Capitol Reef Country Flora and Vegetation


The smaller stunted trees you see in Capitol Reef Country below 8,000 feet are Pinion pine and juniper trees. This is called p&j habitat or pygmy forest. The Pinion pine has a short trunk with red brown bark. A compact cone provides pine nuts that are very tasty but watch the sap! The juniper tree when young has a Christmas tree shape but when older becomes very garled and twisted with bark that peels off in strips. It has a blue berry that is used to flavor gin. The dwarf forest is fast disappearing in the west, giving way to mineral/oil extraction and land clearing for grazing and development.



Big sagebrush is the dominant shrub over much of Wayne County. This aromatic shrub has a distinctive sage like aroma, especially when the leaves are crushed or when it rains. This aroma is what some call “the smell of the West.”  The evergreen leaves are bluegrey and grow up to seven feet.  Sagebrush is a valuable forage plant for wildlife and provides nesting habitats for birds and other animals. Sagebrush flowers in the late summer or early fall. The flowers are yellow and are carried in long slender clusters.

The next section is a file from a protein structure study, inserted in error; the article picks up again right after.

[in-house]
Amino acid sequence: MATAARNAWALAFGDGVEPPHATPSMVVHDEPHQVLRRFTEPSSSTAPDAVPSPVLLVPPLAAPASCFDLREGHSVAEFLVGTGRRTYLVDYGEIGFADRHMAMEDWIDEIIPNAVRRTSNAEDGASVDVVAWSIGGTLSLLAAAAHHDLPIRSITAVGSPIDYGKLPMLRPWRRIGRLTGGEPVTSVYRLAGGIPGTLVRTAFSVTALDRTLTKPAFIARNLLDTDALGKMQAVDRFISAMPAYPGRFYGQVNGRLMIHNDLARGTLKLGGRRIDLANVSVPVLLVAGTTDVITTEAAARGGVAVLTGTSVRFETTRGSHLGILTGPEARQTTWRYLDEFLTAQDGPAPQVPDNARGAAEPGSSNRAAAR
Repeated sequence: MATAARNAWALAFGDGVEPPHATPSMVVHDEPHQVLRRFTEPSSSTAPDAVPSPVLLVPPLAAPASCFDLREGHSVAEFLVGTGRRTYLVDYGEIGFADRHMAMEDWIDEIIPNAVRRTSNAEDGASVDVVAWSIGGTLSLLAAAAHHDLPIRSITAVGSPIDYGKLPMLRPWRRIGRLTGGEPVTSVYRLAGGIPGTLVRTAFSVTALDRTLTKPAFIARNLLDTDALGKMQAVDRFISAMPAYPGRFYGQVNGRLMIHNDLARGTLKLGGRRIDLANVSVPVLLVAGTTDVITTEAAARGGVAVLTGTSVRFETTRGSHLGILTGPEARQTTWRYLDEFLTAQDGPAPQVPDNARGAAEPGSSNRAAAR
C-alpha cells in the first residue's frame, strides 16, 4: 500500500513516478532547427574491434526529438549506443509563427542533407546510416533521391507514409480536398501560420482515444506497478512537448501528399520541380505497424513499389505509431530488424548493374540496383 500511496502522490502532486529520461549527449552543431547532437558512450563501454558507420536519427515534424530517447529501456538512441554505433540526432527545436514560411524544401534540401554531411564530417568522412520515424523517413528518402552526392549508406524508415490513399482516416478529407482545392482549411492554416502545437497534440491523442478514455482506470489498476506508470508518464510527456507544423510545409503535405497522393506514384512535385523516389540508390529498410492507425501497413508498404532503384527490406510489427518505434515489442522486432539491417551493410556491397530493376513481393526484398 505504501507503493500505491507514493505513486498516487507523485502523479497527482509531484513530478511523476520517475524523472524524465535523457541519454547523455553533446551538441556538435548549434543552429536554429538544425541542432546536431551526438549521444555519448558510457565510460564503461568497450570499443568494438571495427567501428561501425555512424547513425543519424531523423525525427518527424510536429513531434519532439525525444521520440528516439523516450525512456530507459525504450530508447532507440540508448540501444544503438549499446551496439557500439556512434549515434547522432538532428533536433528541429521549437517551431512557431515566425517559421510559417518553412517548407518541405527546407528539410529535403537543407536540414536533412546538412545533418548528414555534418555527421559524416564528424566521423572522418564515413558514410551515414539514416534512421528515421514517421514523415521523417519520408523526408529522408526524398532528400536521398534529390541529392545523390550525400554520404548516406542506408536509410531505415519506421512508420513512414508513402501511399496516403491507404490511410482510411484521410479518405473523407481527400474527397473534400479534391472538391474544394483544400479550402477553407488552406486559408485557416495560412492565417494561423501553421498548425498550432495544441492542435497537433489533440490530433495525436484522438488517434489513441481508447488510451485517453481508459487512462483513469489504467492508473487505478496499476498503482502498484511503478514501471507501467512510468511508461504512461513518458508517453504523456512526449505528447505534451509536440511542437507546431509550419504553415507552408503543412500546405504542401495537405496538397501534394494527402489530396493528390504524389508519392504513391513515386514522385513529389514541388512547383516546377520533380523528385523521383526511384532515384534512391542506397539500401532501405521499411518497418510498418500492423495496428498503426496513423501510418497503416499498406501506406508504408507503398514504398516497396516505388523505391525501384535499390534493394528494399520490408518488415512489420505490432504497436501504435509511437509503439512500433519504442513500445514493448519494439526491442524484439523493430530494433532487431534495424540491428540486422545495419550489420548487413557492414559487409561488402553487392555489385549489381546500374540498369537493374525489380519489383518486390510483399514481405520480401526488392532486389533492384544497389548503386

The tamarisk commonly known as salt cedar, was originally introduced in the west to help control stream bank erosion. Now, it is considered a noxious weed because of its proliferation and the great amounts of water the plants consume. In Utah, tamarisk uses more water than all the agriculture in the entire state. It is a major problem to water conservation throughout the southwest. Eradication efforts are underway, but it is an uphill battle because it is so widespread.  The tamarisk has a feathery look to it because of the small needlelike leaves. The flowers which bloom in the spring are a light shade of purple and are quite aromatic. In the fall tamarisk turn bright orange and add nice color to the creek bottoms.



When you travel the high mountain slopes of Capitol Reef Country, the very large pine trees you come across are called ponderosa pines. These trees are commonly known as the western yellow pine. This conifer has big flakey orange or rusty colored bark and spiky red-brown cones 3” to 6” long. Ponderosas can grow 130 feet tall with a trunk that can be 14 feet around! The ponderosa pine is usually found at altitudes of 6000’ to 8500’. Take a moment to get near a Ponderosa and smell the bark. You will be surprised at its sweet vanilla aroma!